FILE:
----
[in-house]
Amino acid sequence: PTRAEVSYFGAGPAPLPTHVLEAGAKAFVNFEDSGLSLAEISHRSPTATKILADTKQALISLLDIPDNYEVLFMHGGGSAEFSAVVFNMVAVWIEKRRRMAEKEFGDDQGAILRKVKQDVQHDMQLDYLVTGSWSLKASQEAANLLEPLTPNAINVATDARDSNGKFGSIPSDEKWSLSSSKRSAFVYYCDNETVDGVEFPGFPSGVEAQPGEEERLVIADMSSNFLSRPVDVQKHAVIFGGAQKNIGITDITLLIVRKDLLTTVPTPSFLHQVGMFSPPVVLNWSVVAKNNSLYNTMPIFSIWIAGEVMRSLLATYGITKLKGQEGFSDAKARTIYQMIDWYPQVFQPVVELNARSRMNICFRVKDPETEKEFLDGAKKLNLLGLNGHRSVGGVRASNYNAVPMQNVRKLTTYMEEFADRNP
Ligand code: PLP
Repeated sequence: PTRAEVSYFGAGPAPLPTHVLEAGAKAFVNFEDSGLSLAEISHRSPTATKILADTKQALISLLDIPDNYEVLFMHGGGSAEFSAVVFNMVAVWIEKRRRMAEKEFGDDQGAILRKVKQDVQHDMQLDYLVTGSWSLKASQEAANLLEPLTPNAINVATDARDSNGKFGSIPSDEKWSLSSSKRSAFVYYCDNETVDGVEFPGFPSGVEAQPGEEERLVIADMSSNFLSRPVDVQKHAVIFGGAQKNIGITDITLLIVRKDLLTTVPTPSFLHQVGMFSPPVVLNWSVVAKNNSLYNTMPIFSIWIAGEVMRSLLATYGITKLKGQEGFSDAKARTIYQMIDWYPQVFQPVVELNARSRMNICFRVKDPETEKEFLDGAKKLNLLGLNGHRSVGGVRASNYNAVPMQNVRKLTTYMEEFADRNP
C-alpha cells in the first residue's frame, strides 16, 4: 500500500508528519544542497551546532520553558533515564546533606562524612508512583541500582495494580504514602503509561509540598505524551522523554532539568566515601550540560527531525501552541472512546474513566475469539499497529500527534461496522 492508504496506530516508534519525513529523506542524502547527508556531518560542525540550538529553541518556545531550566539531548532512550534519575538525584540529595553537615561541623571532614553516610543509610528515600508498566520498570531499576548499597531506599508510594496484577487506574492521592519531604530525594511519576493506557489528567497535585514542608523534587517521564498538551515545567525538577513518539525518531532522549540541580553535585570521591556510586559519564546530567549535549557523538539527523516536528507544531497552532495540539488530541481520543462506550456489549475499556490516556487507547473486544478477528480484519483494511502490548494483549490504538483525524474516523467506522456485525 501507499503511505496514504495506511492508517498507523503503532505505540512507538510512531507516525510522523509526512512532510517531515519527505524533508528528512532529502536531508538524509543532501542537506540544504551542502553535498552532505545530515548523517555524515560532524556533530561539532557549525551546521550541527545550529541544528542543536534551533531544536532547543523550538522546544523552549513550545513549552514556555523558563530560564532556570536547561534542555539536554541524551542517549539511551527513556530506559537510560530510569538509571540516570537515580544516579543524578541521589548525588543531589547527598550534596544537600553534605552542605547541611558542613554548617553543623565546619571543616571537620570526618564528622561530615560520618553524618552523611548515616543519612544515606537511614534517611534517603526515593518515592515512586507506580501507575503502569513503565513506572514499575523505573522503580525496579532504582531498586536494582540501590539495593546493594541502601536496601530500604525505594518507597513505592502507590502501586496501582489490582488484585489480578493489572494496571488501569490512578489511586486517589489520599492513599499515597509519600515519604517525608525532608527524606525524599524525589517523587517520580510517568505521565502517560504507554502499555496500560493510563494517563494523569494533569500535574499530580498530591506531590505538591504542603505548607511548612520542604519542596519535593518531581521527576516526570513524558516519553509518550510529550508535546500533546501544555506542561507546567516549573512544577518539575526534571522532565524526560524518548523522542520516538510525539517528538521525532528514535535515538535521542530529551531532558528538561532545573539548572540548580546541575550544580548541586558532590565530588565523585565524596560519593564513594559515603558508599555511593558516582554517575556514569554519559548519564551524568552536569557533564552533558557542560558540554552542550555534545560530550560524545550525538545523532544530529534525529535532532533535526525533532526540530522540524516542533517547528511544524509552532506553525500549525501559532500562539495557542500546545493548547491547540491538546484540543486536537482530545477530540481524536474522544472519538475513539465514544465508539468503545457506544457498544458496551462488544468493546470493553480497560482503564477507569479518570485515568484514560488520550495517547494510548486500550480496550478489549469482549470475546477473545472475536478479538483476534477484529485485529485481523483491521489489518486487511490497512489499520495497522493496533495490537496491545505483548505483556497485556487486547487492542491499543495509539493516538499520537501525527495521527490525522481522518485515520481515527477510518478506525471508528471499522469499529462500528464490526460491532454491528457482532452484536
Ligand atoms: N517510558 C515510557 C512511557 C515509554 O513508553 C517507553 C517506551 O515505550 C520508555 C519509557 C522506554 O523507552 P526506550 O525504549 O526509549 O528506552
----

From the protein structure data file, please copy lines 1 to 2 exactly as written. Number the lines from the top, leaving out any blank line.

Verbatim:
[in-house]
Amino acid sequence: PTRAEVSYFGAGPAPLPTHVLEAGAKAFVNFEDSGLSLAEISHRSPTATKILADTKQALISLLDIPDNYEVLFMHGGGSAEFSAVVFNMVAVWIEKRRRMAEKEFGDDQGAILRKVKQDVQHDMQLDYLVTGSWSLKASQEAANLLEPLTPNAINVATDARDSNGKFGSIPSDEKWSLSSSKRSAFVYYCDNETVDGVEFPGFPSGVEAQPGEEERLVIADMSSNFLSRPVDVQKHAVIFGGAQKNIGITDITLLIVRKDLLTTVPTPSFLHQVGMFSPPVVLNWSVVAKNNSLYNTMPIFSIWIAGEVMRSLLATYGITKLKGQEGFSDAKARTIYQMIDWYPQVFQPVVELNARSRMNICFRVKDPETEKEFLDGAKKLNLLGLNGHRSVGGVRASNYNAVPMQNVRKLTTYMEEFADRNP